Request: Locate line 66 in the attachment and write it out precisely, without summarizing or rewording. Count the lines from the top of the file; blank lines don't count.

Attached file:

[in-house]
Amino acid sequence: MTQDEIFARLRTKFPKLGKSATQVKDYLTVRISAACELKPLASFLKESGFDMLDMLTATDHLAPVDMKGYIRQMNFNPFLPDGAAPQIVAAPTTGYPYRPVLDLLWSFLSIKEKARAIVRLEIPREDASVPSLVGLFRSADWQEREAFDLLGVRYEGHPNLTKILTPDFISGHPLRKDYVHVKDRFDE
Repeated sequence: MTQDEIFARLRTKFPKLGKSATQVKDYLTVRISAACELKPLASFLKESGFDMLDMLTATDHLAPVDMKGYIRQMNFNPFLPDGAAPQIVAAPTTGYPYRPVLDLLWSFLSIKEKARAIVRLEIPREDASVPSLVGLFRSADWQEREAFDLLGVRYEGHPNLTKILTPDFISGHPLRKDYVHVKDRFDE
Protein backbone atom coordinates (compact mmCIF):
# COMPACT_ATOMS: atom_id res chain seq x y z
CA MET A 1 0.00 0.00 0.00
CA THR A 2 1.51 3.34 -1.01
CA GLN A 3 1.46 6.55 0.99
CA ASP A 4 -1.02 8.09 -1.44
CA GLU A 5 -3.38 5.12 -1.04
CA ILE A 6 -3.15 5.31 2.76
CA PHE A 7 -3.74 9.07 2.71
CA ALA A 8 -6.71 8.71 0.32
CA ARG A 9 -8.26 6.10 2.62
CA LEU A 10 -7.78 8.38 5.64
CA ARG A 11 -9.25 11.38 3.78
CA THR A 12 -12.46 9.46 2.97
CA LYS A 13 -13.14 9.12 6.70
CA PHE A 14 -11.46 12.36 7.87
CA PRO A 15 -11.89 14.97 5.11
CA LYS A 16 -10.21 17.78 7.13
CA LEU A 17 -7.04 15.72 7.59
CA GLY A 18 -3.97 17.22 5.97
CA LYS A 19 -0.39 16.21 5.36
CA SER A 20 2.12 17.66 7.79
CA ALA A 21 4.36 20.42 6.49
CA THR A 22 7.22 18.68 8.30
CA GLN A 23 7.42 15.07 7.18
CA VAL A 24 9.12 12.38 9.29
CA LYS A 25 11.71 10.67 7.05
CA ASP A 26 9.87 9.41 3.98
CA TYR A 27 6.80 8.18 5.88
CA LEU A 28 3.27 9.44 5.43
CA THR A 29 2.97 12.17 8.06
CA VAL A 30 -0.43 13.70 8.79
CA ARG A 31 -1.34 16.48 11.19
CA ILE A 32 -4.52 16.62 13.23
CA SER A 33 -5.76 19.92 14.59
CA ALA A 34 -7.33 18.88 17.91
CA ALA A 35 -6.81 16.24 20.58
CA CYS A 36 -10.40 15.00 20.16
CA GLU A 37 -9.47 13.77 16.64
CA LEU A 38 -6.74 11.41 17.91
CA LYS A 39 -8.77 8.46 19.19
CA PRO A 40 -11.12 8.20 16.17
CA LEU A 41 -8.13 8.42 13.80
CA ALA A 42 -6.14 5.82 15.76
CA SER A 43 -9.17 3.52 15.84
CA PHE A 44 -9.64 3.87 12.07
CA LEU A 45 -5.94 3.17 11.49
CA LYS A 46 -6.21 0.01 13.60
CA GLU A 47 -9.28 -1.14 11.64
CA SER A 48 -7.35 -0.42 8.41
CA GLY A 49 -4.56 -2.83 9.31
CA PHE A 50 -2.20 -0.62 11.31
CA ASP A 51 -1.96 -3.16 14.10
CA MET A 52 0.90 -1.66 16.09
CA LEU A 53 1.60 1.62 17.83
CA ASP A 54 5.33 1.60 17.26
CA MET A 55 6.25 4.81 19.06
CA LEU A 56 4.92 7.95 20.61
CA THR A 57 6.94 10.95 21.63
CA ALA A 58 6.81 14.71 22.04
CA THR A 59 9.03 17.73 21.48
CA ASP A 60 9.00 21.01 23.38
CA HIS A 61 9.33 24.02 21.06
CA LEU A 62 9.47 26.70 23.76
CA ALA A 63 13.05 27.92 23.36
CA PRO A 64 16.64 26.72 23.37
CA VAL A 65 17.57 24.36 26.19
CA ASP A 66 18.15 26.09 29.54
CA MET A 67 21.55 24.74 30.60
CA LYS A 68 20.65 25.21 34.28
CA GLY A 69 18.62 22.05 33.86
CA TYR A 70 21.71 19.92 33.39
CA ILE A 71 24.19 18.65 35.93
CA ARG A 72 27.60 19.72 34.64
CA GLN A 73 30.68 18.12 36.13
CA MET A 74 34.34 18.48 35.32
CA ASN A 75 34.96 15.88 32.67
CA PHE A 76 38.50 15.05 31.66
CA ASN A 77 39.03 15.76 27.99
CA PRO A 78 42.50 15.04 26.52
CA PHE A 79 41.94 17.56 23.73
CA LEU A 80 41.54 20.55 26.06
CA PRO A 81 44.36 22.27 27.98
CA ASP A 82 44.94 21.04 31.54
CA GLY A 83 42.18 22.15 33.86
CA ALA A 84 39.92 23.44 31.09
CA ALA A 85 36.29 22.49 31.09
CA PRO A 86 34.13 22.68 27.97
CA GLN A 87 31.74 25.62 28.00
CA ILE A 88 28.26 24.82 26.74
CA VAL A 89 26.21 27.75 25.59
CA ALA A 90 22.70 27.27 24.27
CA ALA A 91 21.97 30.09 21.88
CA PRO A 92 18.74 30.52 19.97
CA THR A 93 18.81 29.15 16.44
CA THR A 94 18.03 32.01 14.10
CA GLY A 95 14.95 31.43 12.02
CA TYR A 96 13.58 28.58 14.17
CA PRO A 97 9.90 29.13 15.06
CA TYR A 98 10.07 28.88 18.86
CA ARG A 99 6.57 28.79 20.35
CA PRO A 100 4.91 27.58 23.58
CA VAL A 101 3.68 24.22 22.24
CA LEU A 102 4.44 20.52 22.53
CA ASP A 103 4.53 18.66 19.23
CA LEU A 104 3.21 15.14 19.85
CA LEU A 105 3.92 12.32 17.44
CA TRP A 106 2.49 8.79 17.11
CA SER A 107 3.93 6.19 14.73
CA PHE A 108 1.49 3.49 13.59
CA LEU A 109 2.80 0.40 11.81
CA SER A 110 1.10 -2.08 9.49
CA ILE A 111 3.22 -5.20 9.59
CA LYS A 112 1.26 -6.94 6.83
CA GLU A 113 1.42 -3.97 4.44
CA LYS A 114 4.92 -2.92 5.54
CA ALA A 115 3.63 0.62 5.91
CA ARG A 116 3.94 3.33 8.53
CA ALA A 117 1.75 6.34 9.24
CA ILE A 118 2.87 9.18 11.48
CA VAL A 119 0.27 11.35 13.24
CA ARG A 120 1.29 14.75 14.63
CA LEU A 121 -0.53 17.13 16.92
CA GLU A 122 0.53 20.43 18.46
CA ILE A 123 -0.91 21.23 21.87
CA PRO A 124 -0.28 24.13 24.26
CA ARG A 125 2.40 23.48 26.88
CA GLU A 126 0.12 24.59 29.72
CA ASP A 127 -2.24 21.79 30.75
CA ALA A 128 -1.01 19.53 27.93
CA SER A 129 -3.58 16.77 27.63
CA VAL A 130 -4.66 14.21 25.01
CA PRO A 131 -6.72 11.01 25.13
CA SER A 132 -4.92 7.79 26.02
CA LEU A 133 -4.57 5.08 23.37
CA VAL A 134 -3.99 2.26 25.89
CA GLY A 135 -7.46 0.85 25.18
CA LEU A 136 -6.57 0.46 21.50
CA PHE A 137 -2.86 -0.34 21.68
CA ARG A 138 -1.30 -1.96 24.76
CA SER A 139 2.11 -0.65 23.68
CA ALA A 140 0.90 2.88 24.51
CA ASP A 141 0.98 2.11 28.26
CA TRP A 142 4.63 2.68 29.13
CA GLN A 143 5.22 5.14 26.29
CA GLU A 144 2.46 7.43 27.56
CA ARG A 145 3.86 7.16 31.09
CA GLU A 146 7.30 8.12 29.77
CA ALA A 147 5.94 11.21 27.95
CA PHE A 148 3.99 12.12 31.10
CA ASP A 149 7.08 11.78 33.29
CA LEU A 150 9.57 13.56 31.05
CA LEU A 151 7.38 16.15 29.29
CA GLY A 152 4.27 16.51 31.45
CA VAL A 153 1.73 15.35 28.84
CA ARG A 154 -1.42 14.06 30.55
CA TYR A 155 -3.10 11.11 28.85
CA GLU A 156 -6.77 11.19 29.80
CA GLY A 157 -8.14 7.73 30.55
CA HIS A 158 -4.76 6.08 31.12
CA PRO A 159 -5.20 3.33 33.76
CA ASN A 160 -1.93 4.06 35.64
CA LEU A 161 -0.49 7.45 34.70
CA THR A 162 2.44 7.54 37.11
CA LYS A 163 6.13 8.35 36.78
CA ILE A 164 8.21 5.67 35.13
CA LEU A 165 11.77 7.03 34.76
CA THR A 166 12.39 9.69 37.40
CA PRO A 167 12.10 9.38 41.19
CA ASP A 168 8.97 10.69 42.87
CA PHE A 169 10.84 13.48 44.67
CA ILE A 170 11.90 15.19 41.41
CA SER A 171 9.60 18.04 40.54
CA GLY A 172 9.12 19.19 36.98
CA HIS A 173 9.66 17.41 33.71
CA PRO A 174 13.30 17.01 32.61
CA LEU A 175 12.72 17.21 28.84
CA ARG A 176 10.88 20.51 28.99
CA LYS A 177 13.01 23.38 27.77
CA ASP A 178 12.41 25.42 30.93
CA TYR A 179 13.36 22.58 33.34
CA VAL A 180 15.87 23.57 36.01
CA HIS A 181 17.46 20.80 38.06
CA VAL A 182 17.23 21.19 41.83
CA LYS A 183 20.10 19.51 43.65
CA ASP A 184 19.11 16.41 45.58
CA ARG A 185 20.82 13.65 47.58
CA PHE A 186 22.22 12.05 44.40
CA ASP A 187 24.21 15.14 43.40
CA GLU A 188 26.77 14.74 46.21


CA HIS A 61 9.33 24.02 21.06